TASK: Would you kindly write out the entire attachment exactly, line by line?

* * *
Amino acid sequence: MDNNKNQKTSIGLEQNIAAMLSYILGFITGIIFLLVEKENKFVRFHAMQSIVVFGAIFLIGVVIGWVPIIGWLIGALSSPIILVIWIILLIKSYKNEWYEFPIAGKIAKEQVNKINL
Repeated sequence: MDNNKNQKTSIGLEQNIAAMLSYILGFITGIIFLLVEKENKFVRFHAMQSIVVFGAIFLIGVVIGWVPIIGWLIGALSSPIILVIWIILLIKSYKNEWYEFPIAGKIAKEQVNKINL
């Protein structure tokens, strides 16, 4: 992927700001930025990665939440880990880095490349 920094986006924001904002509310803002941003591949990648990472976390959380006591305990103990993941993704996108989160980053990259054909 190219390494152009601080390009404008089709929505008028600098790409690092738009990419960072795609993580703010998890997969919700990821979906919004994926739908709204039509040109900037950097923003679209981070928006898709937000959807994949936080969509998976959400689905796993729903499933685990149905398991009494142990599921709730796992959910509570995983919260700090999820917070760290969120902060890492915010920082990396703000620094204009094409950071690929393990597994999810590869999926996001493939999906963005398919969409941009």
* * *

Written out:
Amino acid sequence: MDNNKNQKTSIGLEQNIAAMLSYILGFITGIIFLLVEKENKFVRFHAMQSIVVFGAIFLIGVVIGWVPIIGWLIGALSSPIILVIWIILLIKSYKNEWYEFPIAGKIAKEQVNKINL
Repeated sequence: MDNNKNQKTSIGLEQNIAAMLSYILGFITGIIFLLVEKENKFVRFHAMQSIVVFGAIFLIGVVIGWVPIIGWLIGALSSPIILVIWIILLIKSYKNEWYEFPIAGKIAKEQVNKINL
């Protein structure tokens, strides 16, 4: 992927700001930025990665939440880990880095490349 920094986006924001904002509310803002941003591949990648990472976390959380006591305990103990993941993704996108989160980053990259054909 190219390494152009601080390009404008089709929505008028600098790409690092738009990419960072795609993580703010998890997969919700990821979906919004994926739908709204039509040109900037950097923003679209981070928006898709937000959807994949936080969509998976959400689905796993729903499933685990149905398991009494142990599921709730796992959910509570995983919260700090999820917070760290969120902060890492915010920082990396703000620094204009094409950071690929393990597994999810590869999926996001493939999906963005398919969409941009």